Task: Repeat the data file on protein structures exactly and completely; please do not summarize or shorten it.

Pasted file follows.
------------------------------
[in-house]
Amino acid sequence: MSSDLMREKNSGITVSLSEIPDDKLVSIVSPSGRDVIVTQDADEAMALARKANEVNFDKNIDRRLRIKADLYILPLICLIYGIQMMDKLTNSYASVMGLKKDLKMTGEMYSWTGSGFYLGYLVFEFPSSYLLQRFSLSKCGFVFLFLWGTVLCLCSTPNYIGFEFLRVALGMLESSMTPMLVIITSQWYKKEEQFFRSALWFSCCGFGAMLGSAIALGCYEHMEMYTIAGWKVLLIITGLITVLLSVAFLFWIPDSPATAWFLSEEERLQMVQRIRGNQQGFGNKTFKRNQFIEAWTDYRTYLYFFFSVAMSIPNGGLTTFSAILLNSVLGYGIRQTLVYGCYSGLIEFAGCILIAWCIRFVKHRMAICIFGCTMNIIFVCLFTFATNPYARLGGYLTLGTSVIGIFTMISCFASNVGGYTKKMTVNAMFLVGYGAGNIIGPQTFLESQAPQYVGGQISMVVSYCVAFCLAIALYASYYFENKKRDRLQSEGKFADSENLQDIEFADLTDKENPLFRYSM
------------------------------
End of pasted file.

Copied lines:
[in-house]
Amino acid sequence: MSSDLMREKNSGITVSLSEIPDDKLVSIVSPSGRDVIVTQDADEAMALARKANEVNFDKNIDRRLRIKADLYILPLICLIYGIQMMDKLTNSYASVMGLKKDLKMTGEMYSWTGSGFYLGYLVFEFPSSYLLQRFSLSKCGFVFLFLWGTVLCLCSTPNYIGFEFLRVALGMLESSMTPMLVIITSQWYKKEEQFFRSALWFSCCGFGAMLGSAIALGCYEHMEMYTIAGWKVLLIITGLITVLLSVAFLFWIPDSPATAWFLSEEERLQMVQRIRGNQQGFGNKTFKRNQFIEAWTDYRTYLYFFFSVAMSIPNGGLTTFSAILLNSVLGYGIRQTLVYGCYSGLIEFAGCILIAWCIRFVKHRMAICIFGCTMNIIFVCLFTFATNPYARLGGYLTLGTSVIGIFTMISCFASNVGGYTKKMTVNAMFLVGYGAGNIIGPQTFLESQAPQYVGGQISMVVSYCVAFCLAIALYASYYFENKKRDRLQSEGKFADSENLQDIEFADLTDKENPLFRYSM